England’s children’s commissioner will warn that the government is not doing enough to help the most vulnerable children.
Anne Longfield will say that children must be at the centre of the prime minister’s plan to “build back better” after the COVID-19 pandemic is under control.
In her final speech in the role, she will talk about her frustration with Whitehall officials, many of whom “have never met any of the children they are responsible for”.
“So many seem to view them as remote concepts or data points on an annual return,” she will say.
“This is how children fall through the gaps – because too often the people in charge of the systems they need simply don’t see them and try to understand their world.
“I have to force officials and ministers to the table, to watch them sit through a presentation, maybe ask a question, and then vacantly walk away.
“I do not believe this truly reflects the extent of government and the public’s commitment to helping children succeed.”
Ms Longfield is to step down at the end of the month after six years advocating for England’s children.
She will call on Boris Johnson to ensure that we do not “define children by what has happened during this year”.
Once the virus is under control, schools, sports halls and swimming pools should be used in the evenings, weekends and holidays as part of a year of opportunity to help children to “catch up with confidence”, she will say.
“It will take political will and funding – an opportunity fund – measured in billions, but it would be worth every penny. It should be led by the prime minister.”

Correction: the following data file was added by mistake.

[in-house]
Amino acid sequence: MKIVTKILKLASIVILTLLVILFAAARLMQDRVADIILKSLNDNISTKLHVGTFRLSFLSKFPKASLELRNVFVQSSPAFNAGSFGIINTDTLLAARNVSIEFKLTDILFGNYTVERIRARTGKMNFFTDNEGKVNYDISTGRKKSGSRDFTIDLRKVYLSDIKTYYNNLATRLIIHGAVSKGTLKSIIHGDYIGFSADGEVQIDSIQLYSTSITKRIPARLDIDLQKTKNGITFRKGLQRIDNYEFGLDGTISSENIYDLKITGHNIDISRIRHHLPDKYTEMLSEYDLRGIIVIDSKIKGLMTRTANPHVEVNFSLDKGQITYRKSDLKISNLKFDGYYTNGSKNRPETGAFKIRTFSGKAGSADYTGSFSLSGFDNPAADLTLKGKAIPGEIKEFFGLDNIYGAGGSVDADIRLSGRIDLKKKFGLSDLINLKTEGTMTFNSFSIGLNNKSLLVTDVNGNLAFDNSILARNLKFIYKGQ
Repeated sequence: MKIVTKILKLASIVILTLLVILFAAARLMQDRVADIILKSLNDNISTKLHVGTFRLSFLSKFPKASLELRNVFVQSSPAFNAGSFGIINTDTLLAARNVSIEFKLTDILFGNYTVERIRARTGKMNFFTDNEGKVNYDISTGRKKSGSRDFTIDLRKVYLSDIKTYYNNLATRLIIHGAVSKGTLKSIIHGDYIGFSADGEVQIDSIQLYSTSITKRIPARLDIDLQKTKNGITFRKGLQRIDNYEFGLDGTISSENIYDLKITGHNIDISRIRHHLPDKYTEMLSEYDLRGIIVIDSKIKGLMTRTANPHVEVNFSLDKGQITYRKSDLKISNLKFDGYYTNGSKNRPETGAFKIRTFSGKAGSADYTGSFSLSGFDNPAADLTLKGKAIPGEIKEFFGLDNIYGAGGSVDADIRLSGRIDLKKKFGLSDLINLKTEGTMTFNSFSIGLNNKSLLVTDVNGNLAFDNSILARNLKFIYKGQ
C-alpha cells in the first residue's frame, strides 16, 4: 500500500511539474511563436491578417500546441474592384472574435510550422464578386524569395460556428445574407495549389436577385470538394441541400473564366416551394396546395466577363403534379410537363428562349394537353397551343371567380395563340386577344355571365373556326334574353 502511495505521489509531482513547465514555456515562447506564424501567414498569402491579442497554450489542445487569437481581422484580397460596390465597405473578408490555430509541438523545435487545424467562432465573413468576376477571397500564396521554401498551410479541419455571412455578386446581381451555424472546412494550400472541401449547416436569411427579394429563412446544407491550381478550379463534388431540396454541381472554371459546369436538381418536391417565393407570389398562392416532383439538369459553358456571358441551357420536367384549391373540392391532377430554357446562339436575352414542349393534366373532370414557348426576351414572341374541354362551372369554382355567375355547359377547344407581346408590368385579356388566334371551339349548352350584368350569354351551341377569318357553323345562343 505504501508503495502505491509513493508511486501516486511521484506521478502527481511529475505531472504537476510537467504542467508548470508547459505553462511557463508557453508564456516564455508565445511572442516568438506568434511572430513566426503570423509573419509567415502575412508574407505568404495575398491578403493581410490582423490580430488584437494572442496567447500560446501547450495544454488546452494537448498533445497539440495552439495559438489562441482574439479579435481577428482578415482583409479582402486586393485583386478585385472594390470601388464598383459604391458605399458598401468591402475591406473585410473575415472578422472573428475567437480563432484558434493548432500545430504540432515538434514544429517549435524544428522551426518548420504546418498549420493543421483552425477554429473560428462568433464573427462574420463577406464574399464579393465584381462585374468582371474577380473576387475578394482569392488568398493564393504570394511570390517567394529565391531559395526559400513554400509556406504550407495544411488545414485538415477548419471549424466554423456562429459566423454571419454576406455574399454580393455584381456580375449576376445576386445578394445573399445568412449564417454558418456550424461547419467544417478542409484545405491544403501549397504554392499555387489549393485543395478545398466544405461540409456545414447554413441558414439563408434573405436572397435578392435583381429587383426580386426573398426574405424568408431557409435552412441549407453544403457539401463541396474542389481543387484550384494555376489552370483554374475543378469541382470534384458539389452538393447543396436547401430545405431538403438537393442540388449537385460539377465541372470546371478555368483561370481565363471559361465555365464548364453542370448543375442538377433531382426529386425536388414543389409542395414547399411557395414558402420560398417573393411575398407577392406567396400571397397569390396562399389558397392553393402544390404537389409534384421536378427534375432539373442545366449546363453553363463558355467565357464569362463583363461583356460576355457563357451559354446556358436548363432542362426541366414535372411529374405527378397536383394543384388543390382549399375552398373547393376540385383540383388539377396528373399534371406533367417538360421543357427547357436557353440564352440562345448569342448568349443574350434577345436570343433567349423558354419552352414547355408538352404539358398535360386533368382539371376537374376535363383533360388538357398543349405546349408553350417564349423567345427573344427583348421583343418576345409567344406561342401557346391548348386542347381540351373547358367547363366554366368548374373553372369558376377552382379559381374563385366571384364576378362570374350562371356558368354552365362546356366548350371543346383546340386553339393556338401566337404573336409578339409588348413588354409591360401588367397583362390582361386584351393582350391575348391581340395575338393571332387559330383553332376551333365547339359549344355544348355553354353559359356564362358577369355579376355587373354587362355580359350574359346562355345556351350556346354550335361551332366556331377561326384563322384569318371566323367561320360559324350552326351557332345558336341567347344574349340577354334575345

Ms Longfield will criticise the Treasury for an “institutional bias against children”, saying that only around £1bn has been dedicated to pupil support, despite the Institute for Fiscal Studies warning that school closures could lead to a loss in earnings of £350bn.
Of particular concern is uncertainty surrounding Universal Credit – a £20 per week increase, introduced as part of the government’s COVID-19 support package last year, is due to expire at the end of April.
Ms Longfield will say: “If the government is really focused on educational catch-up, it wouldn’t even countenance pushing 800,000 children into the type of devastating poverty which can have a much bigger impact on their life chances than the school they go to or the catch-up tuition they get.”
A government spokesperson said: “Protecting vulnerable children has been at the heart of our response to the pandemic, driven by our commitment to level up opportunities and outcomes.
“That’s why we have enabled the most vulnerable children to continue attending school in person, while providing laptops, devices and data packages to those learning at home and ensuring the most disadvantaged children are fed and warm.
“We have also driven forward crucial reform in adoption, in the care system, in post-16 education and in mental health support – and our long-term catch up plans and investment of over £1bn will ensure we make up for lost time in education over the course of this Parliament.
“Anne Longfield has been a tireless advocate for children, and we’re grateful for her dedication and her challenge on areas where we can continue raising the bar for the most vulnerable.”
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